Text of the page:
If you are a person solid as a rock, emotionally stable, committed to others, willing to help, decisive and reliable, it is likely that everyone is counting on you. It’s a positive thing. You convey confidence and security, which is why the others often ask you for advice and help in difficult times. However, becoming the person everyone counts on can also be deeply exhausting and draining.
Knowing that you are the pillar of the others can generate great psychological pressure. In fact, you probably hide your emotions to convey that image of strength and resilience that the others expect of you. However, constant pressure ends up eroding even the most solid rocks, so it is also important that you take care of yourself and learn to set limits because giving too much is not good.
Be aware of the impact of your decisions
If you are tired of being the person everyone counts on, taking care of most of the tasks and assuming other people’s responsibilities, it is essential that you establish limits that help you protect your time, preserve your emotional stability and even conserve your energy so that you can allocate it to other vital projects.
However, the first step is to be aware of your decisions. Start paying attention to the consequences of your responses. How does every “yes” you say affect you? What do you decide to dedicate your time, attention and energy to? Why do you do it? How do those decisions influence your mood, vitality, well-being and happiness?
You may discover that the force of habit has led you to overload yourself with tasks, responsibilities and obligations that do not belong to you. You may find that saying “yes” to everything and everyone is taking its toll on you. This small exercise of introspection will serve to bring to light that automatic tendency to give too much and realize its consequences in your life.
Next, ask yourself what you really want. Consider what you need, beyond cultural conditioning. Does that life satisfy you or do you need a change? True transformation will occur when you are aware of what really brings, nourishes and revitalizes you. This way you will begin to separate the wheat from the chaff.
Prepare to stop being the person the others want you to be
Helping the others ennobles, but everything has a limit. Giving too much is not good. When you become the pillar on which everyone holds on, your strength can begin to falter and you run the risk of living for the others, neglecting your own needs and desires.
To avoid this, the question you should ask yourself is not: “Can I do what they are asking me?” but rather: “Can I do what they ask of me without harming myself?” This way you will begin to prioritize your mental health and you will be able to have a life plan that is not constantly interrupted by the demands and needs of those around you.
If you can’t keep giving, you’ll have to start introducing “no” into your vocabulary. People may be perplexed at first and try to pressure or convince you to help them or take on certain tasks, but you need to stand your ground and learn to deal with their disappointment.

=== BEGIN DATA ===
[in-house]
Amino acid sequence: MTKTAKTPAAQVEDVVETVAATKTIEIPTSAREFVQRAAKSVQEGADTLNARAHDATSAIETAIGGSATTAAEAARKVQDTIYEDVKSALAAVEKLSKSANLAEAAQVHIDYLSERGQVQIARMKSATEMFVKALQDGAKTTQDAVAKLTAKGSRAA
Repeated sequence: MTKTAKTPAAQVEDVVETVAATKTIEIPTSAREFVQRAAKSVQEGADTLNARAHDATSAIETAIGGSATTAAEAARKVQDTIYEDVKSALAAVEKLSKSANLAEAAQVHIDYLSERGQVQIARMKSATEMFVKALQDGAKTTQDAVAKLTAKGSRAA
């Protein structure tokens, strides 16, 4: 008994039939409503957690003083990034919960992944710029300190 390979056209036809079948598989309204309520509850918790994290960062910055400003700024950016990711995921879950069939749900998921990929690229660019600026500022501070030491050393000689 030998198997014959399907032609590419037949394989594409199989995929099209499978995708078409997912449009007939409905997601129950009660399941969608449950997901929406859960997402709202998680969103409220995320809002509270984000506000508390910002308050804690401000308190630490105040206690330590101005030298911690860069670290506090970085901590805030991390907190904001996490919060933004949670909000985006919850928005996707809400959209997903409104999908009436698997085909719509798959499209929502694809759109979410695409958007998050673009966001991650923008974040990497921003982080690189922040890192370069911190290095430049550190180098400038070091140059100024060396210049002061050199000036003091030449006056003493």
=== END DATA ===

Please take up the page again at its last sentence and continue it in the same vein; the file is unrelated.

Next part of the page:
Not being the person the other person wants you to be can be deeply disturbing, especially when a dependency relationship has been established. Therefore, you will have to prepare yourself to endure the disappointment of the others without giving in.
We have been taught that we are strong when we give the others what they ask of us. But the truth is that it takes more strength to go against the current and become the person we want to be, regardless of social expectations.
You have the right to say “No” without feeling guilty
When a request does not make you feel good or represents a weight that you are not willing to carry on your shoulders, it is better to be honest and not make excuses. Saying “No” sounds strange because we are not used to others expressing their feelings so directly.
Since childhood we have been taught the idea that a refusal is not enough and even sounds rude, so we must accompany it with an apology – even if it is invented – but if you want to set limits and have more time to build the life you want, the most direct way can be a simple “No.”
Saying kindly “I don’t want to,” but without a trace of guilt, can be particularly empowering. Remember that just as the people around you want to count on you, you have the right to say that you do not want them to count on you on that occasion. After all, you are not in the world to satisfy other people’s expectations.
That does not mean becoming selfish and ignoring the needs of the others. The key is to find a balance between giving and receiving. Identify the situations and people that are really important to you and who need you, as well as the tasks that you can delegate and the responsibilities that are not yours to assume.
The golden rule is not to do for others what they can do for themselves. Help whoever needs it when they really need it. Do not assume other people’s obligations because this will only saturate you and reduce opportunities for them to mature and assume responsibilities.
If you realize that you are giving too much and have become the person on whom everyone dumps their problems and duties, it may be time to reconfigure your priorities in life, be more demanding with the way you spend your time and choose to dedicate your energy only to what is really worthwhile. This way you can break the habit of giving too much to focus on building the life you want and deserve.